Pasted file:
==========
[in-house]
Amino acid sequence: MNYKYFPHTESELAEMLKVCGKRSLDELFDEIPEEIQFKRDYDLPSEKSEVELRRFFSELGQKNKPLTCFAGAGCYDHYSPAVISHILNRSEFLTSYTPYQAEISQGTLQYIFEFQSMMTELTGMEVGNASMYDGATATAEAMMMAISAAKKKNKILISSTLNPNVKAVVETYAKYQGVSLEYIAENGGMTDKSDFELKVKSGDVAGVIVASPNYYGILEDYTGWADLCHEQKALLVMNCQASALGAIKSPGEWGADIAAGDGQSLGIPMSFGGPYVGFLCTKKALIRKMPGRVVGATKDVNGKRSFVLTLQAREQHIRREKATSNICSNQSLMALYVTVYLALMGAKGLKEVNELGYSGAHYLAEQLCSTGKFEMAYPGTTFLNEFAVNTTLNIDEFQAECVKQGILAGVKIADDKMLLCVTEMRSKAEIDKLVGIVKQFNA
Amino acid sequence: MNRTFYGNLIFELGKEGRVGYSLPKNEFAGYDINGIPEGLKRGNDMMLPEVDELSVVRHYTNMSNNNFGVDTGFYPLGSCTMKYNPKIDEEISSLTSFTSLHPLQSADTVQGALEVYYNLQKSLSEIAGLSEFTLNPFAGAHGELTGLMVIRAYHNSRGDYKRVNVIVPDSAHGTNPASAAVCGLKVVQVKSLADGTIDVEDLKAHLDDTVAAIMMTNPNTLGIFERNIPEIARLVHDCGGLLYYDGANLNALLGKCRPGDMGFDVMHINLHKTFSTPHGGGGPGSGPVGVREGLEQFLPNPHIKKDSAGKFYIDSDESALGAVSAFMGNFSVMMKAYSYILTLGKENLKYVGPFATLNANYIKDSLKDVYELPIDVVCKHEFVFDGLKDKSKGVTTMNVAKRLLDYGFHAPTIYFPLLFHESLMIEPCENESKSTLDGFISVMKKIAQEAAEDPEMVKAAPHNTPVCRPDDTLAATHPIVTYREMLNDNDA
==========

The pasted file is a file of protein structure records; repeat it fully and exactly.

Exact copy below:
[in-house]
Amino acid sequence: MNYKYFPHTESELAEMLKVCGKRSLDELFDEIPEEIQFKRDYDLPSEKSEVELRRFFSELGQKNKPLTCFAGAGCYDHYSPAVISHILNRSEFLTSYTPYQAEISQGTLQYIFEFQSMMTELTGMEVGNASMYDGATATAEAMMMAISAAKKKNKILISSTLNPNVKAVVETYAKYQGVSLEYIAENGGMTDKSDFELKVKSGDVAGVIVASPNYYGILEDYTGWADLCHEQKALLVMNCQASALGAIKSPGEWGADIAAGDGQSLGIPMSFGGPYVGFLCTKKALIRKMPGRVVGATKDVNGKRSFVLTLQAREQHIRREKATSNICSNQSLMALYVTVYLALMGAKGLKEVNELGYSGAHYLAEQLCSTGKFEMAYPGTTFLNEFAVNTTLNIDEFQAECVKQGILAGVKIADDKMLLCVTEMRSKAEIDKLVGIVKQFNA
Amino acid sequence: MNRTFYGNLIFELGKEGRVGYSLPKNEFAGYDINGIPEGLKRGNDMMLPEVDELSVVRHYTNMSNNNFGVDTGFYPLGSCTMKYNPKIDEEISSLTSFTSLHPLQSADTVQGALEVYYNLQKSLSEIAGLSEFTLNPFAGAHGELTGLMVIRAYHNSRGDYKRVNVIVPDSAHGTNPASAAVCGLKVVQVKSLADGTIDVEDLKAHLDDTVAAIMMTNPNTLGIFERNIPEIARLVHDCGGLLYYDGANLNALLGKCRPGDMGFDVMHINLHKTFSTPHGGGGPGSGPVGVREGLEQFLPNPHIKKDSAGKFYIDSDESALGAVSAFMGNFSVMMKAYSYILTLGKENLKYVGPFATLNANYIKDSLKDVYELPIDVVCKHEFVFDGLKDKSKGVTTMNVAKRLLDYGFHAPTIYFPLLFHESLMIEPCENESKSTLDGFISVMKKIAQEAAEDPEMVKAAPHNTPVCRPDDTLAATHPIVTYREMLNDNDA